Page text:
Organism There are three types of influenza viruses A, B and C with H antigen (15 subtypes) and N antigen (9 subtypes), so that the virus is designated as H1N1, H1N2,..., H3N2. In addition, the site of isolation, culture number and year of isolation are used (e.g. A/Beijing/262/95) (H1N1). So far a major antigenic shift to H4 or N3 in human infection has not yet occurred. Anti-genic drift in both A and B viruses, producing new strains occurs at infrequent intervals and is responsible for most epidemics.

Clinical features Influenza presents with fever, malaise, muscle aches and upper respiratory symptoms of sudden onset. There is initially a dry cough, which can sometimes be severe and often leads to secondary infection, with the production of sputum. It is a serious infection in the elderly with high death rates. When a major antigenic shift occurs as it did in 1918, all ages are susceptible and the number of deaths can be enormous (an estimated 50 million).

Diagnosis is on clinical grounds taking care to differentiate influenza (occurring seasonally or in epidemics) from other causes of respiratory infections, especially the common cold. Direct immunofluorescence (DIF) or virus isolation from throat or nasal swabs can be made in specialist centres.

Transmission is via the airborne route through sneezing or coughing, but can also be by direct contact with mucus. Influenza is highly infectious and spreads throughout whole communities, potentiated by overcrowding and frequent social contact, such as at the work place.

Influenza also occurs in birds and pigs and these may well be the reservoir from which human infection originates. The close association of humans with domestic birds and animals, particularly in South China, is thought to be how new variants arise.

Incubation period 1-5 days with a mean of 2 days.

Period of communicability 2 days before onset of symptoms to 5 days after.

Occurrence and distribution Influenza A is responsible for pandemics and regular seasonal outbreaks, B for smaller localized outbreaks and C produces mild infections. In the tropics, epidemics tend to occur in the rainy season, while in temperate climates, influenza is nearly always a disease of the winter months. Pandemics have occurred in 1889, 1918, 1957, 1968 and 1977.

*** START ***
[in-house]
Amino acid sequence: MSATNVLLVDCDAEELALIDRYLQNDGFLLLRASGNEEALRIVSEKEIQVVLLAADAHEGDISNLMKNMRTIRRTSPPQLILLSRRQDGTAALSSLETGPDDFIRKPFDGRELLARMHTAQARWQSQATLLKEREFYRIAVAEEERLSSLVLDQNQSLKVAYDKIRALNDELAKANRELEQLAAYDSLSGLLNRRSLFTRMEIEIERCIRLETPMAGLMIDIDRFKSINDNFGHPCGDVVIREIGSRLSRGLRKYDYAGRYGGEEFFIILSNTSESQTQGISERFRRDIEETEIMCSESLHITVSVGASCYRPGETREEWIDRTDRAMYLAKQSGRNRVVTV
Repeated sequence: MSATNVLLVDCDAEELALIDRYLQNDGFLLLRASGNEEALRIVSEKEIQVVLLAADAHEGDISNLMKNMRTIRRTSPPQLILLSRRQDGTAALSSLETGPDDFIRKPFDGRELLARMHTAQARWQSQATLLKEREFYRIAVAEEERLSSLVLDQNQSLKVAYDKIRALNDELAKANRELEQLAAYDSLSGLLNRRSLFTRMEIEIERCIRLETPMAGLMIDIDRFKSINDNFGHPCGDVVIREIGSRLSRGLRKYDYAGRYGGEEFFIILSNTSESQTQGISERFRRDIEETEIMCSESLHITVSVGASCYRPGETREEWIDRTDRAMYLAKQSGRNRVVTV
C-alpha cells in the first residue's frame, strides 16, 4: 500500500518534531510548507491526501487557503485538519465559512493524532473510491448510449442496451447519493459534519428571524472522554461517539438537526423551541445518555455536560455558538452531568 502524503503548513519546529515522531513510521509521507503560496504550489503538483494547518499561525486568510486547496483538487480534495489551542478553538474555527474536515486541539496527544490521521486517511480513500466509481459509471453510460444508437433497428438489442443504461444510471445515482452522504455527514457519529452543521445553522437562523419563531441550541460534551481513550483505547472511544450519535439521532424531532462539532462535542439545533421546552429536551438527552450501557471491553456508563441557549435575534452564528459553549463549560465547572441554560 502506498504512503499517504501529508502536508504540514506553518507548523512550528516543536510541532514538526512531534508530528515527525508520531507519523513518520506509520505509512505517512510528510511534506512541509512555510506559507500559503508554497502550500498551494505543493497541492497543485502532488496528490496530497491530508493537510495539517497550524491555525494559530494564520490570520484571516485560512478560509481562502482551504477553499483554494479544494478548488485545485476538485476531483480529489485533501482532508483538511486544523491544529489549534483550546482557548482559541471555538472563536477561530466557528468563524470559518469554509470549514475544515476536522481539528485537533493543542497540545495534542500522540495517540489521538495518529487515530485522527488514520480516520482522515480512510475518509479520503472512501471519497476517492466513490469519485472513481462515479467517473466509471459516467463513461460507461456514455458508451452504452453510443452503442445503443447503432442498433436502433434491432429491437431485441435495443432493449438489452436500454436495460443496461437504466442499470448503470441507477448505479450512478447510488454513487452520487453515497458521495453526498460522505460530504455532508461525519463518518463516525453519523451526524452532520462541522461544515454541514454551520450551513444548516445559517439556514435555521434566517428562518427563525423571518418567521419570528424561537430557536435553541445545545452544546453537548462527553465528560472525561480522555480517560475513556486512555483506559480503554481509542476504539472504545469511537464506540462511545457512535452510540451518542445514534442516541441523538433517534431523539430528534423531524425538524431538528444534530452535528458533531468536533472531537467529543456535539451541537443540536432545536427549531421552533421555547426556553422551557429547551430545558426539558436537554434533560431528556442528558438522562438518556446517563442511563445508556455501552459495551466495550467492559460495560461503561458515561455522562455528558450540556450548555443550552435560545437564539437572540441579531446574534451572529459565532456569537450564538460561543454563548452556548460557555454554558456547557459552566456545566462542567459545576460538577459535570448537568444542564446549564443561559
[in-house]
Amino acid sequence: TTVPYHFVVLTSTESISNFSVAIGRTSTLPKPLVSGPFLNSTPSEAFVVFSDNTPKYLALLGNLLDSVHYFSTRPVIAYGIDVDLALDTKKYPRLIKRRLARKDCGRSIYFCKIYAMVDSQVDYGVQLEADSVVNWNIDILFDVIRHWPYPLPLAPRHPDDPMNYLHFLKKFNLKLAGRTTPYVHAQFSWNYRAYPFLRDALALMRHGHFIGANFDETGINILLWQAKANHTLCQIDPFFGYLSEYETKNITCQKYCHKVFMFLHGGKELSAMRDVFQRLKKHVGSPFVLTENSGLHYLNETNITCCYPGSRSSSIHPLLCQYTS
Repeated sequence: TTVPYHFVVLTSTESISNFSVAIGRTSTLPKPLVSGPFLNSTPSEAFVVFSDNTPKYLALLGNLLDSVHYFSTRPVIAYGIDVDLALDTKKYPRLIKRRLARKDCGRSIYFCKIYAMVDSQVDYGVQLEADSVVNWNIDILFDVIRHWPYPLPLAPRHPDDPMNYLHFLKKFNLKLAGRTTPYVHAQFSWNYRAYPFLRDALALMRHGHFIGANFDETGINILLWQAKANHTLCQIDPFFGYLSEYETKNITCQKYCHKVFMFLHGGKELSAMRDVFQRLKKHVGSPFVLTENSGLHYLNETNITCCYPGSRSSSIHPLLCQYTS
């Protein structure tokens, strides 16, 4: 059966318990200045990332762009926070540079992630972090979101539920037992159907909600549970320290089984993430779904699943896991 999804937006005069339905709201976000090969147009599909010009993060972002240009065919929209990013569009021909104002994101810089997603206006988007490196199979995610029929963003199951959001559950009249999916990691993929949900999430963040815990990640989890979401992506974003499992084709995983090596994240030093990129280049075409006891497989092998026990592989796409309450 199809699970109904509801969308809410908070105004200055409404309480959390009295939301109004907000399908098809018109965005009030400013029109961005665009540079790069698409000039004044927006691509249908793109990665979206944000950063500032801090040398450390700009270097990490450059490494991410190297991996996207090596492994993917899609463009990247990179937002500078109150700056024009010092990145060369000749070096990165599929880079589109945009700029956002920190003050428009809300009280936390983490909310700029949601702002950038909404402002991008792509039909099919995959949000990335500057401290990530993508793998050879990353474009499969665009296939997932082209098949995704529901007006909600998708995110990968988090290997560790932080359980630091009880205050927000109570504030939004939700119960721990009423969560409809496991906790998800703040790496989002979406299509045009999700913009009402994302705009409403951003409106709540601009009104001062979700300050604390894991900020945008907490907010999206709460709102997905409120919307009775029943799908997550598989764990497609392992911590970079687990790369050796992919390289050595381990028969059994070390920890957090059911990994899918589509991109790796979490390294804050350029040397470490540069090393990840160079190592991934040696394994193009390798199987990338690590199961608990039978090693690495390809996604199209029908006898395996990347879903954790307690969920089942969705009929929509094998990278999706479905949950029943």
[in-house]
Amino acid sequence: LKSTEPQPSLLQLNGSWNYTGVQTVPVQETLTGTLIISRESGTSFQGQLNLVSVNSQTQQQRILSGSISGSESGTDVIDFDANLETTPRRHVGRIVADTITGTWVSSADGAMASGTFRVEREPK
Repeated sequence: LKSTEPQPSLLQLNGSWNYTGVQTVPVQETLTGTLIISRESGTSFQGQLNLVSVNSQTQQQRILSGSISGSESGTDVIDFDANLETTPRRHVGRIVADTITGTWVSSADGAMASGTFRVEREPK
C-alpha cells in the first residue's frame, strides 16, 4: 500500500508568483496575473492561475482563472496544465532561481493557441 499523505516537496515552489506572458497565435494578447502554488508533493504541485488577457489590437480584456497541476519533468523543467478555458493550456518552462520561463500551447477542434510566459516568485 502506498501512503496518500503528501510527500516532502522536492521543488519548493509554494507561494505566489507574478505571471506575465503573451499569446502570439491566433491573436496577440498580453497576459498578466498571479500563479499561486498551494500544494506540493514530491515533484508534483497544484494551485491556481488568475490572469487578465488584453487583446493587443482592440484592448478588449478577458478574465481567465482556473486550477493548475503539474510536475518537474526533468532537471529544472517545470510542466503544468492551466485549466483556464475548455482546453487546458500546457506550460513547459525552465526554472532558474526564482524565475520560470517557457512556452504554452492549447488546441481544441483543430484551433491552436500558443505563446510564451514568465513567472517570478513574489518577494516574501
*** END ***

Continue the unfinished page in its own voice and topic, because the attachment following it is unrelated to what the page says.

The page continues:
Control and prevention As influenza is highly infectious, the majority of the population becomes infected during an epidemic, but any reduction of social contact, particularly in crowded places, can reduce this likelihood. Spitting should be outlawed and people encouraged not to cough directly at people. The wearing of masks, as practised in China and Japan, is probably more effective in preventing spread from an infected person wearing a mask than in protecting the non-infected. Once the cloth mask becomes damp through exhaled breath, it ceases to be effective, but tight-fitting masks with changeable filters should offer reasonable protection.

Influenza vaccine is available for protecting at-risk persons, such as people over 65 years of age, those with chronic chest or kidney disease and the immunocomprom-ised. The difficulty of producing a vaccine is that a new one has to be produced each year, containing the expected composition of antigenic sub-units. The WHO collaboration centres, with reference laboratories throughout the world, provide advance warning to assist countries in producing vaccine, but new techniques, such as virus manipulation to anticipate natural change in the virus, could allow banks of virus to be kept in store.

Surveillance Sentinel reporting centres with an agreed case definition probably provide a better idea of the influenza situation than collecting data of variable quality from every clinic and hospital. This can be compared with laboratory-confirmed cases where facilities permit. WHO reports on the global situation in the Weekly Epidemi-ological Record (WER) from a worldwide network of reporting centres.

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